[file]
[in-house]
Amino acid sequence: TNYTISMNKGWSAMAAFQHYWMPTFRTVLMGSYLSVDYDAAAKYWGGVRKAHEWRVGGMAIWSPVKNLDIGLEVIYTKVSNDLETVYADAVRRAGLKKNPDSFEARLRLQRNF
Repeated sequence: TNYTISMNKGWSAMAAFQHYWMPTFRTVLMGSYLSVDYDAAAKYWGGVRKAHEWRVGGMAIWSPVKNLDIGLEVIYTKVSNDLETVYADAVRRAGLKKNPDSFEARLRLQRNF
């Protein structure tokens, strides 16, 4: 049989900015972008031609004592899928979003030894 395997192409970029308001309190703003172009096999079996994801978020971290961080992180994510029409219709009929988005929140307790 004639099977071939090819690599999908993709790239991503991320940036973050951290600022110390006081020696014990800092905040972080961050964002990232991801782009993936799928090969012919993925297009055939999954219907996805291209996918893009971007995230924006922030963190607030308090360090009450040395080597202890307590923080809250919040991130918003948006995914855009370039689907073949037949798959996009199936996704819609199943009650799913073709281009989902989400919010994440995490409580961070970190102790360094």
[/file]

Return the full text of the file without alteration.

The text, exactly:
[in-house]
Amino acid sequence: TNYTISMNKGWSAMAAFQHYWMPTFRTVLMGSYLSVDYDAAAKYWGGVRKAHEWRVGGMAIWSPVKNLDIGLEVIYTKVSNDLETVYADAVRRAGLKKNPDSFEARLRLQRNF
Repeated sequence: TNYTISMNKGWSAMAAFQHYWMPTFRTVLMGSYLSVDYDAAAKYWGGVRKAHEWRVGGMAIWSPVKNLDIGLEVIYTKVSNDLETVYADAVRRAGLKKNPDSFEARLRLQRNF
């Protein structure tokens, strides 16, 4: 049989900015972008031609004592899928979003030894 395997192409970029308001309190703003172009096999079996994801978020971290961080992180994510029409219709009929988005929140307790 004639099977071939090819690599999908993709790239991503991320940036973050951290600022110390006081020696014990800092905040972080961050964002990232991801782009993936799928090969012919993925297009055939999954219907996805291209996918893009971007995230924006922030963190607030308090360090009450040395080597202890307590923080809250919040991130918003948006995914855009370039689907073949037949798959996009199936996704819609199943009650799913073709281009989902989400919010994440995490409580961070970190102790360094």